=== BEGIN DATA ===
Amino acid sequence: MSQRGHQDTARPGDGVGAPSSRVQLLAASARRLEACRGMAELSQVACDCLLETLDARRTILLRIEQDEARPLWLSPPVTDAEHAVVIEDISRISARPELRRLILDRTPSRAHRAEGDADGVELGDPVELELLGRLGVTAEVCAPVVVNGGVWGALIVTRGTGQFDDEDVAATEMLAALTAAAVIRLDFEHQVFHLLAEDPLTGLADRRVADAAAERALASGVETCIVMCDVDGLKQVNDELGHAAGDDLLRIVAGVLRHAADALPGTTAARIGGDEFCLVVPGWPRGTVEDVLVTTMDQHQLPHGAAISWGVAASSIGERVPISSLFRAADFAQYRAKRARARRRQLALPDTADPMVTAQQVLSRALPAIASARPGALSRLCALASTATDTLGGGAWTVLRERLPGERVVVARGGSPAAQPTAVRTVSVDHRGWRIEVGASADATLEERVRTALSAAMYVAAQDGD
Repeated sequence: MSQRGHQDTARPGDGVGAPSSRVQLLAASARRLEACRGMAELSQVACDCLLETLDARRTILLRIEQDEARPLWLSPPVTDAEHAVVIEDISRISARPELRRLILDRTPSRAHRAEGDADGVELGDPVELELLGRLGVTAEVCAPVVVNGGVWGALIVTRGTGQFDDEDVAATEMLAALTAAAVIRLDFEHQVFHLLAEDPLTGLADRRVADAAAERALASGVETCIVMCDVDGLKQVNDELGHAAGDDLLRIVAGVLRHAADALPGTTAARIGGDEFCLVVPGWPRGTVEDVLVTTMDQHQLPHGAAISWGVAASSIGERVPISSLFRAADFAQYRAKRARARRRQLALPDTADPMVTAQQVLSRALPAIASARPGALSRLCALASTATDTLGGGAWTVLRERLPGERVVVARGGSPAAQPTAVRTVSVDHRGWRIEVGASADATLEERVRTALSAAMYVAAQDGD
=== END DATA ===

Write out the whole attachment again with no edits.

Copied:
Amino acid sequence: MSQRGHQDTARPGDGVGAPSSRVQLLAASARRLEACRGMAELSQVACDCLLETLDARRTILLRIEQDEARPLWLSPPVTDAEHAVVIEDISRISARPELRRLILDRTPSRAHRAEGDADGVELGDPVELELLGRLGVTAEVCAPVVVNGGVWGALIVTRGTGQFDDEDVAATEMLAALTAAAVIRLDFEHQVFHLLAEDPLTGLADRRVADAAAERALASGVETCIVMCDVDGLKQVNDELGHAAGDDLLRIVAGVLRHAADALPGTTAARIGGDEFCLVVPGWPRGTVEDVLVTTMDQHQLPHGAAISWGVAASSIGERVPISSLFRAADFAQYRAKRARARRRQLALPDTADPMVTAQQVLSRALPAIASARPGALSRLCALASTATDTLGGGAWTVLRERLPGERVVVARGGSPAAQPTAVRTVSVDHRGWRIEVGASADATLEERVRTALSAAMYVAAQDGD
Repeated sequence: MSQRGHQDTARPGDGVGAPSSRVQLLAASARRLEACRGMAELSQVACDCLLETLDARRTILLRIEQDEARPLWLSPPVTDAEHAVVIEDISRISARPELRRLILDRTPSRAHRAEGDADGVELGDPVELELLGRLGVTAEVCAPVVVNGGVWGALIVTRGTGQFDDEDVAATEMLAALTAAAVIRLDFEHQVFHLLAEDPLTGLADRRVADAAAERALASGVETCIVMCDVDGLKQVNDELGHAAGDDLLRIVAGVLRHAADALPGTTAARIGGDEFCLVVPGWPRGTVEDVLVTTMDQHQLPHGAAISWGVAASSIGERVPISSLFRAADFAQYRAKRARARRRQLALPDTADPMVTAQQVLSRALPAIASARPGALSRLCALASTATDTLGGGAWTVLRERLPGERVVVARGGSPAAQPTAVRTVSVDHRGWRIEVGASADATLEERVRTALSAAMYVAAQDGD